Meaning of defrock in English:

defrock

Pronunciation /diːˈfrɒk/

Translate defrock into Spanish

verb

[with object]
  • 1Deprive (a person in holy orders) of ecclesiastical status.

    ‘he had left his diocese one step ahead of a move to defrock him’
    • ‘a defrocked French Catholic priest’
    • ‘Because it is a state church, however, the Lutheran Church cannot defrock him.’
    • ‘Do they determine in some way or another that this priest can be reassigned and another priest should be defrocked?’
    • ‘The cardinals said on Wednesday they would recommend a process to defrock any priest who has become ‘notorious and is guilty of the serial, predatory sexual abuse of minors’.’
    • ‘Journalists rarely understand the full power of the press, but one authority we don't have is the power to defrock priests.’
    • ‘The Modernist clergyman who had led the revolt, found himself defrocked and excommunicated.’
    • ‘Don Vitaliano - Nothing But a Priest is a documentary about an anti-capitalist priest who has subsequently been defrocked.’
    • ‘As expected their new policy does determine that priests who offend from here on out will be defrocked.’
    • ‘If this story is true the priest who offered up this warped advice should be defrocked.’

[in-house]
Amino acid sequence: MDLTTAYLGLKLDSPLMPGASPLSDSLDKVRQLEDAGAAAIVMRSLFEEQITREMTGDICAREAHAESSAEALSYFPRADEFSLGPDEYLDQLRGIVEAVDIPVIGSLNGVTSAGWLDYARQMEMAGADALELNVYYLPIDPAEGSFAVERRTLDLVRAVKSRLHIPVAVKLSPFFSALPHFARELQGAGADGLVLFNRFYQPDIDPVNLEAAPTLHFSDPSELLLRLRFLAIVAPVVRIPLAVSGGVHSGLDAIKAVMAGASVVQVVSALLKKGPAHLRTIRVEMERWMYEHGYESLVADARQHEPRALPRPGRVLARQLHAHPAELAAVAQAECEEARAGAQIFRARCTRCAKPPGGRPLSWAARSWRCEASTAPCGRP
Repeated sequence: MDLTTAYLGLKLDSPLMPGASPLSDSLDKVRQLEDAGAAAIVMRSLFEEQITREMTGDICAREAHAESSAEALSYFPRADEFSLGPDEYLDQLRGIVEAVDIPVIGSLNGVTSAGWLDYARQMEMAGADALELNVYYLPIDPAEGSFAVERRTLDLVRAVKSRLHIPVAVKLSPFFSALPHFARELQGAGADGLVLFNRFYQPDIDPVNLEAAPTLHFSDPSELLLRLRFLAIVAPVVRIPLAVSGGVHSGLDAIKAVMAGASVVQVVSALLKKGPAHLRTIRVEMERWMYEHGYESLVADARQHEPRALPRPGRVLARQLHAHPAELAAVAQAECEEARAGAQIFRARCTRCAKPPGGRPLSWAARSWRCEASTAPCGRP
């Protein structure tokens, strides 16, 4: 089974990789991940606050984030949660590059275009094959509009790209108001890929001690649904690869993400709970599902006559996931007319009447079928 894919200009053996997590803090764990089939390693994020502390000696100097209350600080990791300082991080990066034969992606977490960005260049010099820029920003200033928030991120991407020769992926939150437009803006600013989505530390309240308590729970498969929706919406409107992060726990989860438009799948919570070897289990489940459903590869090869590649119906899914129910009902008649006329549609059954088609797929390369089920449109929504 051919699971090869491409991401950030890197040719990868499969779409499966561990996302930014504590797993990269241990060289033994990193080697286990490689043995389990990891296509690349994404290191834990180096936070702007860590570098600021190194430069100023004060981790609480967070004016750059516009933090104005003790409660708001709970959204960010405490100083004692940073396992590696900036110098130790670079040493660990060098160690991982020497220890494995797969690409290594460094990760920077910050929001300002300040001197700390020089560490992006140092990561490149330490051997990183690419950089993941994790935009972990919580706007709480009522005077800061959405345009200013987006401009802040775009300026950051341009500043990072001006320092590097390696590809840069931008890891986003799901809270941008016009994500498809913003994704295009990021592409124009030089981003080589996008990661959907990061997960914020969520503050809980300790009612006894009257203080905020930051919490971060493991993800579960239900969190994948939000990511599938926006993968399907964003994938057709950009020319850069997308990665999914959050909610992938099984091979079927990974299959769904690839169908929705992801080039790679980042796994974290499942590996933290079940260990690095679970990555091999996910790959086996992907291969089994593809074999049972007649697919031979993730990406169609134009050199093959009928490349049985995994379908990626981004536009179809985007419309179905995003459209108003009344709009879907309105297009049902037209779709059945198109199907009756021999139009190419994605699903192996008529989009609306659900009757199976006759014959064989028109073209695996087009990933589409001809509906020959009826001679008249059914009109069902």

• ‘The bishop had been speaking about gun control at an anti-gun rally only a few days before the court hearing, and recommended that he be defrocked.’
    • ‘If he is ordained, he should be defrocked for violating confidentiality.’
    • ‘Because of Buddhism's central importance in national life, the state has long been reluctant to act against errant monks until they have been defrocked by the Buddhist hierarchy.’
    • ‘He has been suspended for six months while the matter is further investigated, and it appears almost a certainty that he will be defrocked.’
    • ‘He was also allegedly defrocked as a Russian Orthodox priest in his home country.’
    • ‘He was sentenced to a fine, whipping, defrocking, life imprisonment and pillorying four times a year for the rest of his life.’
    • ‘He was tried for heresy by the Free Church of Scotland and defrocked.’
    • ‘Now defrocked, he was free from government monastic regulations and duties, and yet he had not freely chosen the lay life for himself.’
    1. 1.1Deprive (someone) of professional status or membership of a prestigious group.
      ‘the Supreme Court found him in contempt of the tribunal and defrocked him as an appeals court judge’
      • ‘These defrocked workers are retraining for free in the city sponsored center, where they learn computer skills and facial massage.’
      • ‘In line with the law he was defrocked, and the commandments plaque was removed.’
      • ‘If you've accepted such behavior in the past and expect to continue this friendship in the future, it's wrong to insist on defrocking your friend.’
      • ‘If the gentlemen's code lauded self-sacrifice, its opposite selfishness - was behavior that, if egregious enough, could defrock a gentleman.’
      • ‘Some welcome the defrocking of consultants as a sign of democratisation: the people will not stand for being pulled apart and pushed around by men in white coats.’
      • ‘This courageous stand put him at odds with the chief justice, who has since been defrocked for thumbing his nose at the federal courts.’

Origin

Early 17th century from French défroquer, from dé- (expressing removal) + froc ‘frock’.